I've always been a little curious about the artistry involved in making food look good for TV ads. Donuts rolling by in slow-mo, chicken landing plumply on a grill and sizzling, cheese bridges. Wait, cheese bridges? Yep, that's one of the terms I learned from this fascinating piece from the New York Times about how those tasty-looking shots are produced.
"Tabletop directing," as it's called, inhabits a tiny niche that lies at the intersection of several of my interests. I minored in studio art in college and I've loved to cook since my first restaurant job at 16. Not to mention my professional interest in advertising as the Marketing Manager of the Flyer.
The artist in me admires the composition and dynamics of these images, but my inner cook knows that food is inexact. It's not supposed to look that good.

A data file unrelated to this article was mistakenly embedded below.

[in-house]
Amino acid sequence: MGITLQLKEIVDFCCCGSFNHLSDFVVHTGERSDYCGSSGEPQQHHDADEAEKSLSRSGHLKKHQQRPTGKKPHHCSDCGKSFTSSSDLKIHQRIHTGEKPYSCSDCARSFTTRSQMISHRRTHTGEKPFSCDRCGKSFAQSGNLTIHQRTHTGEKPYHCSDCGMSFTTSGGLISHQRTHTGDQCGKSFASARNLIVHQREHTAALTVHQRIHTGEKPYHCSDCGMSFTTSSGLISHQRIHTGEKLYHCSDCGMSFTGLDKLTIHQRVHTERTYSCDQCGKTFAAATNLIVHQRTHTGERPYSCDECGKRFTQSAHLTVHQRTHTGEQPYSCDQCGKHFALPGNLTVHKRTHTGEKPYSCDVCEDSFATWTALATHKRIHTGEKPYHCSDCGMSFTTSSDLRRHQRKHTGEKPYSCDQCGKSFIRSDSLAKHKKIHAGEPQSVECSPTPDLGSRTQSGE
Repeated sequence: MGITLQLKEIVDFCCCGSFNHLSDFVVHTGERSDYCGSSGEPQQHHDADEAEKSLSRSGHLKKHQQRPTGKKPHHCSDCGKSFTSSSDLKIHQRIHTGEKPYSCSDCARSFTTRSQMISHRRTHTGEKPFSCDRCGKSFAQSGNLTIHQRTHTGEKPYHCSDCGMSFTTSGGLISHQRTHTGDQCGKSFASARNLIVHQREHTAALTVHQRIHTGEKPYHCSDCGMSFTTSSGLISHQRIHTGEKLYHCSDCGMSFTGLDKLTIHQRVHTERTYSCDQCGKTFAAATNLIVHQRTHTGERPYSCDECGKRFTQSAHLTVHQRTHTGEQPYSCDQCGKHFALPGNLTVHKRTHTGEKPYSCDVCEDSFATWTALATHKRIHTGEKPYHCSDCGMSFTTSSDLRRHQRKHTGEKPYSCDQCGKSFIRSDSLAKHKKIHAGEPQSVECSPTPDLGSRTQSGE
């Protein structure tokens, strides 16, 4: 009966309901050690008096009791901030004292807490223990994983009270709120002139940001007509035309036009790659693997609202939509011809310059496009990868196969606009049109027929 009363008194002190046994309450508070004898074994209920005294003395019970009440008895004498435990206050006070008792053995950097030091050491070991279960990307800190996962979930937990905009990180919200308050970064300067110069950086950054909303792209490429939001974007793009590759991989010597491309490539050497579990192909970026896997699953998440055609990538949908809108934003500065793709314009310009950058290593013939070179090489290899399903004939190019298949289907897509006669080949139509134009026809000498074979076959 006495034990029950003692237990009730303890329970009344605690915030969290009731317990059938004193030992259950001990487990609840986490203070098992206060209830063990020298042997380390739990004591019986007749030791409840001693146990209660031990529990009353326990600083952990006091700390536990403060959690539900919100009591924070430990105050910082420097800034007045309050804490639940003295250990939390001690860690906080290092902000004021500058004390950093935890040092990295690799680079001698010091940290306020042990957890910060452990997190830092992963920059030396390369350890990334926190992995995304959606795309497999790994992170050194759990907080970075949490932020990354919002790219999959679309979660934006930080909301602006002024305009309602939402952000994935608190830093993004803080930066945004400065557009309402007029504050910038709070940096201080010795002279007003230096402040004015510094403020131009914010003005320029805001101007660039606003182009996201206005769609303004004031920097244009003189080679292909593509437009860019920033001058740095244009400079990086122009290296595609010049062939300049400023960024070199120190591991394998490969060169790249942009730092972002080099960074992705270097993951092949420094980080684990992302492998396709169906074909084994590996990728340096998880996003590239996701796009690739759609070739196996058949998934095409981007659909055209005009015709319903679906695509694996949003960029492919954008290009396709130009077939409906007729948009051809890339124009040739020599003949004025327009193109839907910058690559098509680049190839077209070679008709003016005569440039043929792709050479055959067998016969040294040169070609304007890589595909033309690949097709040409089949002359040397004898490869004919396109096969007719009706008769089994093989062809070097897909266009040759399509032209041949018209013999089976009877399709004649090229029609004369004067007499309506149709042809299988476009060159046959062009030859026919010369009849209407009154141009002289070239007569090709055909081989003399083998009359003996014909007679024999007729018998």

And the food really doesn't. Not on its own, at least.
I love looking at the luscious images of slow-mo food and knowing that it's almost certainly inedible — smeared with shiny vaseline, sprayed with glue, or filled with a cheese-delivering hypodermic needle*.
It's a job I think I could enjoy. Until something like this happened:
"Seven people, looking at a sandwich, saying things like: ‘There’s a hole here. Move that piece of meat.’"
Then again, maybe not. I'll leave the donut-throwing and chicken dropping to the pros.
*Actually, that one sounds delicious.